Vitavox (a division of Secomak Ltd) has been providing naval and military communications systems, including military-grade loudspeakers, microphones and other sound reproducing equipment to Ministries of Defence for over 80 years.
MOD Defence Contracts Bulletin Editor Matt Brown spoke with John Moore, CEO at Vitavox, about the company’s relationship with the Ministry of Defence and how Vitavox’s communication systems are utilised by the UK’s Armed Forces.
What is Vitavox’s relationship with the Ministry of Defence?
Vitavox has been supplying the MOD with Naval equipment since the 1930s. Previously the contracts were direct, however the model has changed over the last 30 years and more is conducted through the Primes. This has turned into a positive advantage for Vitavox as the Primes have become more aware of our capability and expertise, which has opened up new markets for us, both on land and sea.
How do military communications differ from commercial models?
When at war, the first thing to be monitored and subsequently destroyed will be civil communications of all types. Mobile telephones and social media will not be allowed to operate. Therefore, the military must have their own, autonomous communications systems that will be immune to the jamming activities of the enemy.
The main difference in the equipment itself is that military equipment must be capable of withstanding conditions far more onerous than ordinary domestic systems. There is the vibration of an armoured vehicle, the heat of the hottest desert or the cold of Siberia, the shock of explosions nearby, constant subjection to salt water and dust. As an example, our submarine loudspeakers can withstand the pressure of half a ton per square inch and still then work on the surface.
The threats facing the defence and security sectors are constantly evolving – how is the tactical communications industry keeping pace with this?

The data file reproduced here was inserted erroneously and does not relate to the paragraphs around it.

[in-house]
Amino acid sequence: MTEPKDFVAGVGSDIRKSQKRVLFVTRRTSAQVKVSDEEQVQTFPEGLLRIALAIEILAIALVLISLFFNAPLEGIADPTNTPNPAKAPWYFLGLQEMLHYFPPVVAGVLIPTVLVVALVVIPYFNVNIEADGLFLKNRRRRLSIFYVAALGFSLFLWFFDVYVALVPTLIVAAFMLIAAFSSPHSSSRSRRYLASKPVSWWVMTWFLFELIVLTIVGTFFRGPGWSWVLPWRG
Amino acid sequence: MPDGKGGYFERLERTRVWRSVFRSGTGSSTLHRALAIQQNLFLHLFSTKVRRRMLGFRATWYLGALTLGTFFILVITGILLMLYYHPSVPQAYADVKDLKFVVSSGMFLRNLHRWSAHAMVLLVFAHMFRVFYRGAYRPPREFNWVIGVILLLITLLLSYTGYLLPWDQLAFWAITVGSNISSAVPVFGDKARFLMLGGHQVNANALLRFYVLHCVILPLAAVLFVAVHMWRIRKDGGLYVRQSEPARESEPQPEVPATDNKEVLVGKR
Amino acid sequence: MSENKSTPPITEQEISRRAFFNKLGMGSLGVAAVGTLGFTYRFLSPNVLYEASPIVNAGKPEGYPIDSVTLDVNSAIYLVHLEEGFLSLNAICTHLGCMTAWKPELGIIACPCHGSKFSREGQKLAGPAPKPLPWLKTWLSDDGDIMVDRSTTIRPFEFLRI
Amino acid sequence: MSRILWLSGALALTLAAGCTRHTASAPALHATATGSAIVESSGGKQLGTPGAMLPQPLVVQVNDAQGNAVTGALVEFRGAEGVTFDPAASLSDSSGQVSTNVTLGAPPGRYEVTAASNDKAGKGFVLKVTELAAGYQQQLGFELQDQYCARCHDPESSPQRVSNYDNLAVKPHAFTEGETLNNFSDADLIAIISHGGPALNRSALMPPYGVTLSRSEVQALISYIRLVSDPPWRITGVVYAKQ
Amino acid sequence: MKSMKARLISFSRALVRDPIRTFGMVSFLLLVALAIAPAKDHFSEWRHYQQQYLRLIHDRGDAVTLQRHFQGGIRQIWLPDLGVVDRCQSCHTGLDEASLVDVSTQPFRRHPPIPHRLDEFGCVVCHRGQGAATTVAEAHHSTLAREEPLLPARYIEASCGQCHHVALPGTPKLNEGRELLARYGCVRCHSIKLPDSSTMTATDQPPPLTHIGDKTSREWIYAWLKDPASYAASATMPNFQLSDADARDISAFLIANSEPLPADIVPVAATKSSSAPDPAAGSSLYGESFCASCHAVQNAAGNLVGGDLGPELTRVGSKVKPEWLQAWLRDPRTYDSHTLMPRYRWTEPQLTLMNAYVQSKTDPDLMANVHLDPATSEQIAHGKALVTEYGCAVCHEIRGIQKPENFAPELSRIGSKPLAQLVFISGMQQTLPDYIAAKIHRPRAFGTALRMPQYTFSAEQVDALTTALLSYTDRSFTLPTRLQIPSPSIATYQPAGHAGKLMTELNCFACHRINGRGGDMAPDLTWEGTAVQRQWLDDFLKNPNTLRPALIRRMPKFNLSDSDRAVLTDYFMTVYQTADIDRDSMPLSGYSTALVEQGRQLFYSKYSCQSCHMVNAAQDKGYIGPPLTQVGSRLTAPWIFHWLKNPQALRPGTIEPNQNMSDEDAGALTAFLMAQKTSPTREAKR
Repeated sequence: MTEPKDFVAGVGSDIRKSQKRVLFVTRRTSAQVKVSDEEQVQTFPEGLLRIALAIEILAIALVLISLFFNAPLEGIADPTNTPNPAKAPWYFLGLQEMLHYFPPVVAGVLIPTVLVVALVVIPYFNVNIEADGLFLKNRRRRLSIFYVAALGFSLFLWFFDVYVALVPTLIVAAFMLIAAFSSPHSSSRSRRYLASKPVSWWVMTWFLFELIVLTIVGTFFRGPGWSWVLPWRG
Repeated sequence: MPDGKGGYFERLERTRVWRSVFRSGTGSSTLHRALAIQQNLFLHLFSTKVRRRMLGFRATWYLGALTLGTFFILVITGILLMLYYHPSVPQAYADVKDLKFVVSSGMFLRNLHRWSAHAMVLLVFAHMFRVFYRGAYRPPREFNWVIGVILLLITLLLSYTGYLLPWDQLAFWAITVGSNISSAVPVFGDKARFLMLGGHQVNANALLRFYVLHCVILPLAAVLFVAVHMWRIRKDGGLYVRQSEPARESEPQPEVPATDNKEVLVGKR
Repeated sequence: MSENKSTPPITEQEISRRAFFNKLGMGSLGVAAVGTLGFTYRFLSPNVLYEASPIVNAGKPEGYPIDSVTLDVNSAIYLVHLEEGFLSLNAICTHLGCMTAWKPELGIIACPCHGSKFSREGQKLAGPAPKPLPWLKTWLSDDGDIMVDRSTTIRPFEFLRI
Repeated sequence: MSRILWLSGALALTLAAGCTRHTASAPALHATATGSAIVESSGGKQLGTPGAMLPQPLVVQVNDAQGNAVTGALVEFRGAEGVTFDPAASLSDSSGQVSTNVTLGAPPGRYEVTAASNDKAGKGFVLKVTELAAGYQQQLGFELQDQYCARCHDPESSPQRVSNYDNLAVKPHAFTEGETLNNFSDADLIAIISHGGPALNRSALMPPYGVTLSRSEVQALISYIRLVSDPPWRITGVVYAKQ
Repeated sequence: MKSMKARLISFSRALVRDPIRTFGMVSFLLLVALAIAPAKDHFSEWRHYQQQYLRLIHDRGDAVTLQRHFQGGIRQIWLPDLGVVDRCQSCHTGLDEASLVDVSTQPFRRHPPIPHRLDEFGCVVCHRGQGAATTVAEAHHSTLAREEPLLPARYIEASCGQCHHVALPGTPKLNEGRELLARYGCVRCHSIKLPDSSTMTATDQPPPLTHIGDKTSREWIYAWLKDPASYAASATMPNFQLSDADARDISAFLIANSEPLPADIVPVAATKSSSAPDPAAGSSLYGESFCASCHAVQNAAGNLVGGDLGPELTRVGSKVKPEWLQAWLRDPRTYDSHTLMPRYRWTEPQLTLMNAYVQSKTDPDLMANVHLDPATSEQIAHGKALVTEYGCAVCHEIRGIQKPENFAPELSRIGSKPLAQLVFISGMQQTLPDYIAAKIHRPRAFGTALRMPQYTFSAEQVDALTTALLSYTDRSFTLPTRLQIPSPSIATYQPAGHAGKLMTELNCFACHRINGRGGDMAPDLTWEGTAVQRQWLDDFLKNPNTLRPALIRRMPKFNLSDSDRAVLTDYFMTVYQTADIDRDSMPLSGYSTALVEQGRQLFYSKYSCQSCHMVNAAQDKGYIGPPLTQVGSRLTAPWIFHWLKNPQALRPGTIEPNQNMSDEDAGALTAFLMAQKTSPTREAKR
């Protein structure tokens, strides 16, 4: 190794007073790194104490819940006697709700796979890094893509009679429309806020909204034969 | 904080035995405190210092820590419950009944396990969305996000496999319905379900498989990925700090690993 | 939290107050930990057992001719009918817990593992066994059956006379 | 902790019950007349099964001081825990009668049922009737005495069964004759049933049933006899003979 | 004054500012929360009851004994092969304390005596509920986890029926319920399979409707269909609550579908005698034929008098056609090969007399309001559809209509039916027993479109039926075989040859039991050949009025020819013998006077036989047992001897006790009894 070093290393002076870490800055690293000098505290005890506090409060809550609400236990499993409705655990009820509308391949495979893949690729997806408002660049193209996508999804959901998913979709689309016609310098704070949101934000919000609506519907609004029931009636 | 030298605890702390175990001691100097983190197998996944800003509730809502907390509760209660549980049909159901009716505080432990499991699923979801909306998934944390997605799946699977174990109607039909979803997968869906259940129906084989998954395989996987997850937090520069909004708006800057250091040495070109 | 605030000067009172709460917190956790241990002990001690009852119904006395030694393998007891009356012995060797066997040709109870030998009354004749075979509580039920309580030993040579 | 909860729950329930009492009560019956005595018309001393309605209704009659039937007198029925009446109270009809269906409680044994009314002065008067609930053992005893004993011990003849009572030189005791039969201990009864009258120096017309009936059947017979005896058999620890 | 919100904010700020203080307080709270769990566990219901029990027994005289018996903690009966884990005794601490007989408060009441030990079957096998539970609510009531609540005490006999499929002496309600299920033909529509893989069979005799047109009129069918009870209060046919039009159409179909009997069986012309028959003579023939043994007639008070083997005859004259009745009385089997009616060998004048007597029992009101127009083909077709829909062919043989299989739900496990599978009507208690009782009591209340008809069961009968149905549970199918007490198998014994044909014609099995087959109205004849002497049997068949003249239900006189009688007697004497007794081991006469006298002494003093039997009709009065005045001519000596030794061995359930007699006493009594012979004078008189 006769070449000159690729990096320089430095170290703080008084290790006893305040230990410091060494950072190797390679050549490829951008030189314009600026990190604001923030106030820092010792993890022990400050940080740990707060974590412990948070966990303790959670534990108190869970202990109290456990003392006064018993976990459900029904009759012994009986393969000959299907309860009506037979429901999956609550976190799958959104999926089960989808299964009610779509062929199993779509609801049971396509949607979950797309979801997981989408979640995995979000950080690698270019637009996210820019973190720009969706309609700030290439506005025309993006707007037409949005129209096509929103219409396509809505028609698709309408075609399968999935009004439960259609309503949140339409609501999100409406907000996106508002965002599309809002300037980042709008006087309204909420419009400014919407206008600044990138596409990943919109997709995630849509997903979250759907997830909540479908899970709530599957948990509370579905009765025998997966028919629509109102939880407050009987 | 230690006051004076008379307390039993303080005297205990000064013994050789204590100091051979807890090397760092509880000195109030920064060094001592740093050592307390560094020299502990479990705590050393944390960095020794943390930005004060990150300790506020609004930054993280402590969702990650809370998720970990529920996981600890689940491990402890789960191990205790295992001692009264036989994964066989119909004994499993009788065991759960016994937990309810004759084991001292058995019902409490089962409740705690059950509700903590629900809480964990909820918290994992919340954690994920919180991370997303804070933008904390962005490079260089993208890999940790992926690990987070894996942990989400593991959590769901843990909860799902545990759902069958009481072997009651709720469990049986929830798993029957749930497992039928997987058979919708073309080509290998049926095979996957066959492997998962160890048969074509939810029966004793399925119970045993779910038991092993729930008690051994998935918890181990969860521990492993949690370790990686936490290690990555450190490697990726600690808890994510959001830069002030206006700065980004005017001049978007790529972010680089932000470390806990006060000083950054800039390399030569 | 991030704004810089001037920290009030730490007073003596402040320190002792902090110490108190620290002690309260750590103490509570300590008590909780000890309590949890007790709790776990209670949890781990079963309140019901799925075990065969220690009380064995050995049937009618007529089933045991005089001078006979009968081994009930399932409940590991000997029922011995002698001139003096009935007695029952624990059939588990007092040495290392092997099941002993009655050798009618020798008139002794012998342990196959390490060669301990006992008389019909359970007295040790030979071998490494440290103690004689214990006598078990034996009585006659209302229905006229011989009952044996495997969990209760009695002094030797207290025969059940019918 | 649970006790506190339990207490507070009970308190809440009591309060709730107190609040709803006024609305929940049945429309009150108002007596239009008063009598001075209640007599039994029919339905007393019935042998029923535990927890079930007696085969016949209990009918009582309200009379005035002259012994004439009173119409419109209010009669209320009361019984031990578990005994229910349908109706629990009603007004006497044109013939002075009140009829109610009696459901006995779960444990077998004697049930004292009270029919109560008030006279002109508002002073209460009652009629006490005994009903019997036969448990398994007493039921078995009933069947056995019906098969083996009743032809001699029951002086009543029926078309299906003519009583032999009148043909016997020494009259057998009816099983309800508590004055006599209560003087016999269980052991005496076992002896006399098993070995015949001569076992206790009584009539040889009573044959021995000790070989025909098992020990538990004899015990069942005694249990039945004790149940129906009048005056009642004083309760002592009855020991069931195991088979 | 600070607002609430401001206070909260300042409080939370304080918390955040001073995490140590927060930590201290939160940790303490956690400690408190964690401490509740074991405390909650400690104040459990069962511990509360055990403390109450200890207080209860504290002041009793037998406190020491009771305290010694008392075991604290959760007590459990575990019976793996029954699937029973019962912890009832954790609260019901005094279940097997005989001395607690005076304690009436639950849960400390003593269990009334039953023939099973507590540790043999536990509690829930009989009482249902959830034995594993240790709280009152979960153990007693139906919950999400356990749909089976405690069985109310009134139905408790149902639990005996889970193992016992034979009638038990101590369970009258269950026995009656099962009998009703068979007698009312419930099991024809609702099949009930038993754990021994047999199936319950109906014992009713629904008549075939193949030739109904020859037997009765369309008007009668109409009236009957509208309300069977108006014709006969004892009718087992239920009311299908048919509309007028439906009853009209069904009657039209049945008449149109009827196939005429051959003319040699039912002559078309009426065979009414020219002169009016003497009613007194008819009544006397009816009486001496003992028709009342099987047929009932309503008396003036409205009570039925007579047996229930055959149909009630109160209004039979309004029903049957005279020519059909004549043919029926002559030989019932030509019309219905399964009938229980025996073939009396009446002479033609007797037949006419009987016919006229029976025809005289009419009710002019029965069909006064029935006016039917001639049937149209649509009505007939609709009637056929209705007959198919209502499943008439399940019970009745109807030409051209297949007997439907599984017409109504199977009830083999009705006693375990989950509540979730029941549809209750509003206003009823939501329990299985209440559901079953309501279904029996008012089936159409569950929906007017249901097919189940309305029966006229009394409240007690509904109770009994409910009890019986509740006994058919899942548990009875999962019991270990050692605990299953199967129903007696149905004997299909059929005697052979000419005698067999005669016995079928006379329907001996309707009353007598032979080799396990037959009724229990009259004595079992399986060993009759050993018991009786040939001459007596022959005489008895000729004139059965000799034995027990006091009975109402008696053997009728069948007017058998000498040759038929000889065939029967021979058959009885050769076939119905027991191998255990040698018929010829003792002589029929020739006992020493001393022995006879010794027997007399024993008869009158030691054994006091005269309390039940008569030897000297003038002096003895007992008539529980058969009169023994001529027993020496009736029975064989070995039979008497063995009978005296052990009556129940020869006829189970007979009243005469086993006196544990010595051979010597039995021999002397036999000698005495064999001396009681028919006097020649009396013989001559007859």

Tactical communications equipment is constantly evolving as new capabilities are required by the armed services.
One specific application that Vitavox takes immense pride in is our Outacom® Public-Address System. This is being included on all the AJAX Armoured Fighting Vehicles, currently are being produced by General Dynamics for the British Army.
Our Business Development Manager for Vitavox, who was ex-services, REME, realised that the only way the Commander in an armoured vehicle could communicate with the civilian population was to open the hatch and stick their head out. Not always the safest course of action! Our experience meant we could generate this communication capability and protect the Commander.
Vitavox developed a public-address system based upon our proven naval technology for use on armoured vehicles. This was trialled and demonstrated at the Armoured Defence Trials Unit (ATDU), where it was seen by General Dynamics engineers and military capability specialists. This requirement was subsequently added to the AJAX programme, ultimately leading, through competitive tender, to Vitavox’s successful bid to supply Outacom to all AJAX vehicles.
As Vitavox is to supply its Outacom® technology to the fleet of new AJAX vehicles, did this require any modifications to the kit?
The core of the public-address system was already designed, and a functional system was demonstrated at ATDU. The final system that is being installed on AJAX required many modifications of form, fit and function to meet the exacting standards and requirements of General Dynamics and the British Army. As an SME, one of Vitavox’s key strengths is the ability to react quickly and with intelligence to requests from the Primes. These communication systems require not only an excellent product but also first-class documentation, proven testing and timely project management. Making life as easy as possible for the Primes is a major factor in our extremely successful current relationships.
How do the communication demands of the Type 23 Frigate vary from the Astute class of submarine?
There are specific material (flame toxicity) and shock requirement levels that differentiate submarines from ships, but there are many more similarities than differences.
What does the future hold for military communication technology and where do you see Vitavox in this?
The industry and its requirements are constantly evolving. To be at the forefront and be the provider of the military’s future requirements requires partnership with the Primes. Further full open dialogue with military end users ensures the solution works for personnel in the field.
Vitavox is prepared to enhance and expand both expertise and capability to meet and fulfil the exciting niche opportunities that continue to arise in military communication.
For more information, please visit: www.vitavox-sound.com
image courtesy of Vitavox
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